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Give an explicit description of all the biholomorphic self maps of $\Omega$, for:

  1. $\Omega = \mathbb{C} \setminus \{0 \}$.
  2. $\Omega = \mathbb{C} \setminus \{P_1,\ldots,P_k \}$.

(Greene and Krantz, Function Theory of One Complex Variable (3rd ed.), Ch 6, Problem 5, rephrased)

My thoughts: For part 1, one may reason as follows. We know that the biholomorphic self maps of $\mathbb{C}$ are the linear transformations $$ f(z) = az+b, \; (a\ne 0).$$ Of these, we only want those that preserve $0$, which means functions of the form $z\mapsto az$.

Edit: Having seen Arthur's remark, there are additional biholomorphic self map in the form $$ z \mapsto \frac{a}{z}, \;\; (a\ne 0).$$

In part 2, trying to generalize to $k$ points, it's clear that the only linear function that preserves even two points is just the identity. But we may find linear functions that permute the set $\{P_1,\ldots,P_k\}$. Any ideas on how to continue ?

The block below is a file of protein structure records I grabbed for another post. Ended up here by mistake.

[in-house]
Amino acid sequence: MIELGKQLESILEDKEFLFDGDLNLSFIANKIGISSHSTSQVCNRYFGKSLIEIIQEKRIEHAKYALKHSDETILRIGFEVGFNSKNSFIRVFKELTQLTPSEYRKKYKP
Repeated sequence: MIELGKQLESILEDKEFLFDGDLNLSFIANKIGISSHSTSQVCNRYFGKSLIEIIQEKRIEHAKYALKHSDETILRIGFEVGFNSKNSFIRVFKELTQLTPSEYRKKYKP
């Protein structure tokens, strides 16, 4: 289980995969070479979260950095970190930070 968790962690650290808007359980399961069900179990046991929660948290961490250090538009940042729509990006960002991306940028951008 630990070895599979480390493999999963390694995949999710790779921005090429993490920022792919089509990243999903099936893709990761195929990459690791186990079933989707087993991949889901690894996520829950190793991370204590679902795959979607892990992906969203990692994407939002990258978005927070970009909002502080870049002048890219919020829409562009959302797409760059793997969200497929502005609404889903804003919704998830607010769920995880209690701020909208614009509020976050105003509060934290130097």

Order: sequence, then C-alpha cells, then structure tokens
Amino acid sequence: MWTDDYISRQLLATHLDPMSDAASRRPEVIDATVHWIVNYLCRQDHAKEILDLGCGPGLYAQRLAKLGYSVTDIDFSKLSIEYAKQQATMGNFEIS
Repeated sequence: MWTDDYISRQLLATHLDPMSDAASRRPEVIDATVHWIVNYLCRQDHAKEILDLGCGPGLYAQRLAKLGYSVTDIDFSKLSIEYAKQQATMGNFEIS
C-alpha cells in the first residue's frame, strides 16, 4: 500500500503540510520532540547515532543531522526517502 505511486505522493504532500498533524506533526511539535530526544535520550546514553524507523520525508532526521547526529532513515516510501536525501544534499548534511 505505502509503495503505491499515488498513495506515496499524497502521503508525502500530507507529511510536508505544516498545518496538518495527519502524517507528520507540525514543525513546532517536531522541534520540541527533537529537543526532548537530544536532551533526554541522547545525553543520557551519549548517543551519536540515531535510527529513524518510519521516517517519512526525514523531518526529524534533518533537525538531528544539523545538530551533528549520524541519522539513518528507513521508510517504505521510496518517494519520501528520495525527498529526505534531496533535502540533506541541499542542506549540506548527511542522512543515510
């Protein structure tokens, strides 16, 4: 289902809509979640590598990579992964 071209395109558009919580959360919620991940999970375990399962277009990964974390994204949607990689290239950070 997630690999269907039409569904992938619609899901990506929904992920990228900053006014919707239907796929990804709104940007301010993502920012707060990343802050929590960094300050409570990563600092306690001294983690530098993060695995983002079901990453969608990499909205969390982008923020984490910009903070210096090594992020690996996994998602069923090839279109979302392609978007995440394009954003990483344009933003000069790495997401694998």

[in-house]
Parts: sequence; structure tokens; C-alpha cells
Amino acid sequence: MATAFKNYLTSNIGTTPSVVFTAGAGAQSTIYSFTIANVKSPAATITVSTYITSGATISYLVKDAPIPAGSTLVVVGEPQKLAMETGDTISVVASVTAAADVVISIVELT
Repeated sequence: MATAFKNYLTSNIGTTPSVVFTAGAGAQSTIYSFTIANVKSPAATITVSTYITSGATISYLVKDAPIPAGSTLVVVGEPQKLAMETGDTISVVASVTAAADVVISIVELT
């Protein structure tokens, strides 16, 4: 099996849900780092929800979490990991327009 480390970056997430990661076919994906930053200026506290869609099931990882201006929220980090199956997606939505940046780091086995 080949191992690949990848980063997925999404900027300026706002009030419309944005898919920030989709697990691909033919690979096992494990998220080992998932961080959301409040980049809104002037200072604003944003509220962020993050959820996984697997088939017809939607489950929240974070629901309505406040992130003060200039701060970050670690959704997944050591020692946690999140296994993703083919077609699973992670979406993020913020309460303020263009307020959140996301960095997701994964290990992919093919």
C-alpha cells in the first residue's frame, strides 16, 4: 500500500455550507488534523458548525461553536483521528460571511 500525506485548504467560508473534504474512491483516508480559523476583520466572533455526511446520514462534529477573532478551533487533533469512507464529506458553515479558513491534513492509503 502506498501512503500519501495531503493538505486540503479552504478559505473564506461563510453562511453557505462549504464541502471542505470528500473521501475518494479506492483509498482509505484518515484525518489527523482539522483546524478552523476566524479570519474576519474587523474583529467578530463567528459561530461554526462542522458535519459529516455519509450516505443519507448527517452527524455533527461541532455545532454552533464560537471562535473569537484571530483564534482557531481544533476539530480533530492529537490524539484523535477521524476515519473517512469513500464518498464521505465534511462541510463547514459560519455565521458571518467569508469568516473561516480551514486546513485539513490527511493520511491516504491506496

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If you consider instead of $\Bbb C$, the Riemann sphere, any biholomorphic function on the sphere, preserving the set $\{0, \infty\}$, would fit (1). You only found half of them. –  Arthur Oct 19 '12 at 10:06
    
@Arthur Thanks. You're right. –  Teddy Oct 20 '12 at 17:37
    
what do you mean by preserve $0$? –  Une Femme Douce May 6 '13 at 4:13
    
and would you tell me the answer of $2$? –  Une Femme Douce May 6 '13 at 4:14
    
@Tsotsi: Preserve $0$ means fix $0$, or explicitly $f(0)=0$. The idea to generalize from the first part is that any such biholomorphic map acts as a permutation on $P_1,\ldots,P_k, \infty$. Hence, if $k=2$, one can cook up a Mobius trasformation for each of the 6 permutations. If, however, $k>2$, one cannot generally do so, and the only biholomorphic map would be the identity. –  Teddy May 9 '13 at 9:14

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